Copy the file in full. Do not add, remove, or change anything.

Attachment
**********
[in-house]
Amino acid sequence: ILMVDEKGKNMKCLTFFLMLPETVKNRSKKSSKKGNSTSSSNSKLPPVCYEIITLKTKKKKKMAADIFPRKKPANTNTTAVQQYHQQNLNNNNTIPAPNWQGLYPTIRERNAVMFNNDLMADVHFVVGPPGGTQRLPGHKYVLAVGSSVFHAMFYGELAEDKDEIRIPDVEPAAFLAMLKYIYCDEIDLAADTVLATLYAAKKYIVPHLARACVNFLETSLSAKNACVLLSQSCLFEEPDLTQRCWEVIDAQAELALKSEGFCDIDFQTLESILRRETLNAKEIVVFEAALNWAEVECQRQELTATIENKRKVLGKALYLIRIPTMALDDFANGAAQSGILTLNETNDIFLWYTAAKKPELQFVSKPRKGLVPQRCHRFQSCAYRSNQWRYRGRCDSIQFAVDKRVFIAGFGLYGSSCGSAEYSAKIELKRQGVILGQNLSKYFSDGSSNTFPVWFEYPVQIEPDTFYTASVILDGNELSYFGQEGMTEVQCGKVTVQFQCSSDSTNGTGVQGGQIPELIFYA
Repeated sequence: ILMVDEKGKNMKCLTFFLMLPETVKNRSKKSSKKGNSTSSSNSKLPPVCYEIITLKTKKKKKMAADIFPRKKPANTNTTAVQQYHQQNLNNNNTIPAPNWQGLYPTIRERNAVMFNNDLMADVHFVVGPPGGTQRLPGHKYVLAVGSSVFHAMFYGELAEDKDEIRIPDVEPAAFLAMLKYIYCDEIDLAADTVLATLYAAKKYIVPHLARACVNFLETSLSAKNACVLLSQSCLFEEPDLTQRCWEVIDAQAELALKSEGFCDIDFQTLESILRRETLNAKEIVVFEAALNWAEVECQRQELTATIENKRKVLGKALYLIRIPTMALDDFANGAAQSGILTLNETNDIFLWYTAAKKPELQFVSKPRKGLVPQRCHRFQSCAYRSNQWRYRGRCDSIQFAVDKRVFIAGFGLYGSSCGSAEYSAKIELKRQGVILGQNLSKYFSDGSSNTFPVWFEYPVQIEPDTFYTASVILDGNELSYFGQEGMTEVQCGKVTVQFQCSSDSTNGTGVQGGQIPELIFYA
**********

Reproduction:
[in-house]
Amino acid sequence: ILMVDEKGKNMKCLTFFLMLPETVKNRSKKSSKKGNSTSSSNSKLPPVCYEIITLKTKKKKKMAADIFPRKKPANTNTTAVQQYHQQNLNNNNTIPAPNWQGLYPTIRERNAVMFNNDLMADVHFVVGPPGGTQRLPGHKYVLAVGSSVFHAMFYGELAEDKDEIRIPDVEPAAFLAMLKYIYCDEIDLAADTVLATLYAAKKYIVPHLARACVNFLETSLSAKNACVLLSQSCLFEEPDLTQRCWEVIDAQAELALKSEGFCDIDFQTLESILRRETLNAKEIVVFEAALNWAEVECQRQELTATIENKRKVLGKALYLIRIPTMALDDFANGAAQSGILTLNETNDIFLWYTAAKKPELQFVSKPRKGLVPQRCHRFQSCAYRSNQWRYRGRCDSIQFAVDKRVFIAGFGLYGSSCGSAEYSAKIELKRQGVILGQNLSKYFSDGSSNTFPVWFEYPVQIEPDTFYTASVILDGNELSYFGQEGMTEVQCGKVTVQFQCSSDSTNGTGVQGGQIPELIFYA
Repeated sequence: ILMVDEKGKNMKCLTFFLMLPETVKNRSKKSSKKGNSTSSSNSKLPPVCYEIITLKTKKKKKMAADIFPRKKPANTNTTAVQQYHQQNLNNNNTIPAPNWQGLYPTIRERNAVMFNNDLMADVHFVVGPPGGTQRLPGHKYVLAVGSSVFHAMFYGELAEDKDEIRIPDVEPAAFLAMLKYIYCDEIDLAADTVLATLYAAKKYIVPHLARACVNFLETSLSAKNACVLLSQSCLFEEPDLTQRCWEVIDAQAELALKSEGFCDIDFQTLESILRRETLNAKEIVVFEAALNWAEVECQRQELTATIENKRKVLGKALYLIRIPTMALDDFANGAAQSGILTLNETNDIFLWYTAAKKPELQFVSKPRKGLVPQRCHRFQSCAYRSNQWRYRGRCDSIQFAVDKRVFIAGFGLYGSSCGSAEYSAKIELKRQGVILGQNLSKYFSDGSSNTFPVWFEYPVQIEPDTFYTASVILDGNELSYFGQEGMTEVQCGKVTVQFQCSSDSTNGTGVQGGQIPELIFYA